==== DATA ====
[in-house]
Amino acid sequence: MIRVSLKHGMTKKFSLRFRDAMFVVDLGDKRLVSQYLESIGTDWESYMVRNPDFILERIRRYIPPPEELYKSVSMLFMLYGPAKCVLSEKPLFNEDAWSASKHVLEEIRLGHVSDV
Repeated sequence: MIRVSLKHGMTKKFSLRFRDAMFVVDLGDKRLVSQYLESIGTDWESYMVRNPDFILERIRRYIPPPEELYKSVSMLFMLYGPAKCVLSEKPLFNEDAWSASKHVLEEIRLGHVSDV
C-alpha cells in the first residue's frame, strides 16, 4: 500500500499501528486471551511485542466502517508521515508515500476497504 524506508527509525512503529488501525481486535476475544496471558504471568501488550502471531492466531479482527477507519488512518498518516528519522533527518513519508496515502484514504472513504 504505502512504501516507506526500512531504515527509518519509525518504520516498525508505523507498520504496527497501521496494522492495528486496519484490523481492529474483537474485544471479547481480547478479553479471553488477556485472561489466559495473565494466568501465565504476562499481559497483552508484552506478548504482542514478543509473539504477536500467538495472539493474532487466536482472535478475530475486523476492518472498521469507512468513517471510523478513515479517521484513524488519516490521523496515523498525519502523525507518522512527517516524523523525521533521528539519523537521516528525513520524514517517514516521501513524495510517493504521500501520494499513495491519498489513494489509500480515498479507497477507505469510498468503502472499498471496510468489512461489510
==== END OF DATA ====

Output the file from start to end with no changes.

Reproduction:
[in-house]
Amino acid sequence: MIRVSLKHGMTKKFSLRFRDAMFVVDLGDKRLVSQYLESIGTDWESYMVRNPDFILERIRRYIPPPEELYKSVSMLFMLYGPAKCVLSEKPLFNEDAWSASKHVLEEIRLGHVSDV
Repeated sequence: MIRVSLKHGMTKKFSLRFRDAMFVVDLGDKRLVSQYLESIGTDWESYMVRNPDFILERIRRYIPPPEELYKSVSMLFMLYGPAKCVLSEKPLFNEDAWSASKHVLEEIRLGHVSDV
C-alpha cells in the first residue's frame, strides 16, 4: 500500500499501528486471551511485542466502517508521515508515500476497504 524506508527509525512503529488501525481486535476475544496471558504471568501488550502471531492466531479482527477507519488512518498518516528519522533527518513519508496515502484514504472513504 504505502512504501516507506526500512531504515527509518519509525518504520516498525508505523507498520504496527497501521496494522492495528486496519484490523481492529474483537474485544471479547481480547478479553479471553488477556485472561489466559495473565494466568501465565504476562499481559497483552508484552506478548504482542514478543509473539504477536500467538495472539493474532487466536482472535478475530475486523476492518472498521469507512468513517471510523478513515479517521484513524488519516490521523496515523498525519502523525507518522512527517516524523523525521533521528539519523537521516528525513520524514517517514516521501513524495510517493504521500501520494499513495491519498489513494489509500480515498479507497477507505469510498468503502472499498471496510468489512461489510